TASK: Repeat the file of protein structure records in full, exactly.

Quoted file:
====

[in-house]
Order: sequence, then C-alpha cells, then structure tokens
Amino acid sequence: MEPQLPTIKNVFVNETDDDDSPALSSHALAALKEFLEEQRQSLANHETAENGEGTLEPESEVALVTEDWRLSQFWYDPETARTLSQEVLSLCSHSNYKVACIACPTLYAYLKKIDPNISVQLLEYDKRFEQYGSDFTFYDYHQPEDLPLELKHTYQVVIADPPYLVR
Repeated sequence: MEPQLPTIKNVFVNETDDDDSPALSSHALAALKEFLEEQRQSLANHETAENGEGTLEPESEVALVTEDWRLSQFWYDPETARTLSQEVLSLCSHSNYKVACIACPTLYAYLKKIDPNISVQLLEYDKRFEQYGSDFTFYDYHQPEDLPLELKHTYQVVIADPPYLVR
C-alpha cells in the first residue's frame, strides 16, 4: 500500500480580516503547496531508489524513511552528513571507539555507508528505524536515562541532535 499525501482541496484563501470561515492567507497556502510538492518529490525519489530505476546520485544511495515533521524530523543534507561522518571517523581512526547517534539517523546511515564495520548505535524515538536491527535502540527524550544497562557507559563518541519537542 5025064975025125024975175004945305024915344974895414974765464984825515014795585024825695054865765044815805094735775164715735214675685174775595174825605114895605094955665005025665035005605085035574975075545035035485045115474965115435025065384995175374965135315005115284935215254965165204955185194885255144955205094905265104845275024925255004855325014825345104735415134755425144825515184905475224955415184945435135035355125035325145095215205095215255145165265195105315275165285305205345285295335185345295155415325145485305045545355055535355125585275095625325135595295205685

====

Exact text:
[in-house]
Order: sequence, then C-alpha cells, then structure tokens
Amino acid sequence: MEPQLPTIKNVFVNETDDDDSPALSSHALAALKEFLEEQRQSLANHETAENGEGTLEPESEVALVTEDWRLSQFWYDPETARTLSQEVLSLCSHSNYKVACIACPTLYAYLKKIDPNISVQLLEYDKRFEQYGSDFTFYDYHQPEDLPLELKHTYQVVIADPPYLVR
Repeated sequence: MEPQLPTIKNVFVNETDDDDSPALSSHALAALKEFLEEQRQSLANHETAENGEGTLEPESEVALVTEDWRLSQFWYDPETARTLSQEVLSLCSHSNYKVACIACPTLYAYLKKIDPNISVQLLEYDKRFEQYGSDFTFYDYHQPEDLPLELKHTYQVVIADPPYLVR
C-alpha cells in the first residue's frame, strides 16, 4: 500500500480580516503547496531508489524513511552528513571507539555507508528505524536515562541532535 499525501482541496484563501470561515492567507497556502510538492518529490525519489530505476546520485544511495515533521524530523543534507561522518571517523581512526547517534539517523546511515564495520548505535524515538536491527535502540527524550544497562557507559563518541519537542 5025064975025125024975175004945305024915344974895414974765464984825515014795585024825695054865765044815805094735775164715735214675685174775595174825605114895605094955665005025665035005605085035574975075545035035485045115474965115435025065384995175374965135315005115284935215254965165204955185194885255144955205094905265104845275024925255004855325014825345104735415134755425144825515184905475224955415184945435135035355125035325145095215205095215255145165265195105315275165285305205345285295335185345295155415325145485305045545355055535355125585275095625325135595295205685